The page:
A Plan for Prioritizing Physician Marketing Dollars
When it comes to marketing your employed physicians and practices, having an established plan for budget allocation can help set expectations upfront.
It is a rarity in healthcare marketing when we feel we have ample budget and resources allocated to achieve our marketing and communication goals. The reality for most of us is very tight budgets, limited resources and high expectations.
One of the biggest challenges we face is combing through the various needs and prioritizing marketing efforts based on available marketing dollars. This is a daunting task once you start thinking about all of the areas that have a need, particularly when it comes to marketing your employed physicians and practices.
With physician recruitment on the rise, it will become even more difficult to determine which physician or practice gets the marketing dollar allocation. Physicians and practices need to be marketed to help build volumes and support hospital brand messaging. However, with the increase in practices and physicians – and a limited budget– how do you prioritize?
Setting expectations for your leadership and the physicians upfront is crucial. You need to balance not only operational and profitability targets but also your physicians’ ability to deliver on patient experience and to reinforce your brand messaging. Letting physicians and leadership know you are managing to these goals will help your entire team understand why the answer may be no.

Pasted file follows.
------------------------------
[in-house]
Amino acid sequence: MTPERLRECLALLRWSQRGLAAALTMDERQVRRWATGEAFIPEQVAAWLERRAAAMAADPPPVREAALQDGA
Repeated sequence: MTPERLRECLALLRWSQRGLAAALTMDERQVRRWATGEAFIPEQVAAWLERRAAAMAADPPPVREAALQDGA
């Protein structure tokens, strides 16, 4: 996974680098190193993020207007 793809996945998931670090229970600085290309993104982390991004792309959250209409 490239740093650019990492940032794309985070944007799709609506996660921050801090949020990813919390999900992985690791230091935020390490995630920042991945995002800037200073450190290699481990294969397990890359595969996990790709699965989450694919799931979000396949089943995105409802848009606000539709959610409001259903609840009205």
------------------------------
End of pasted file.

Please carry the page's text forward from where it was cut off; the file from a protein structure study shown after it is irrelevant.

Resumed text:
Develop a scorecard of the metrics you will use to evaluate if physicians/practices receive marketing dollars. Criteria can include:
– Patient experience delivered at their practice (via mystery shopping)
– Profit margin of the service/practice
– Capacity of the practice
– If the physician is new
– Length of time for a patient to get an appointment
– Number of calls or referrals that they provide/receive
Start with this list and add to the criteria as needed. Weigh each criterion as it makes sense for your hospital. While mystery shopping and patient experience may seem like overkill, a physician undermining your marketing efforts by underdelivering on service is not in the best interest of your healthcare organization – especially as we encroach upon the new value-based realities occurring in our industry.
For us to be effective in our marketing efforts and with our marketing dollars, it’s crucial that we intermittently take a step back, reevaluate and modify as needed. Be sure your C-suite is in the loop and agrees with your goals, even for physician marketing, because many times promises are made to physicians during the recruitment process. Having an established set of criteria will help your entire team stay on course and set expectations of your physicians before the onboarding process begins.
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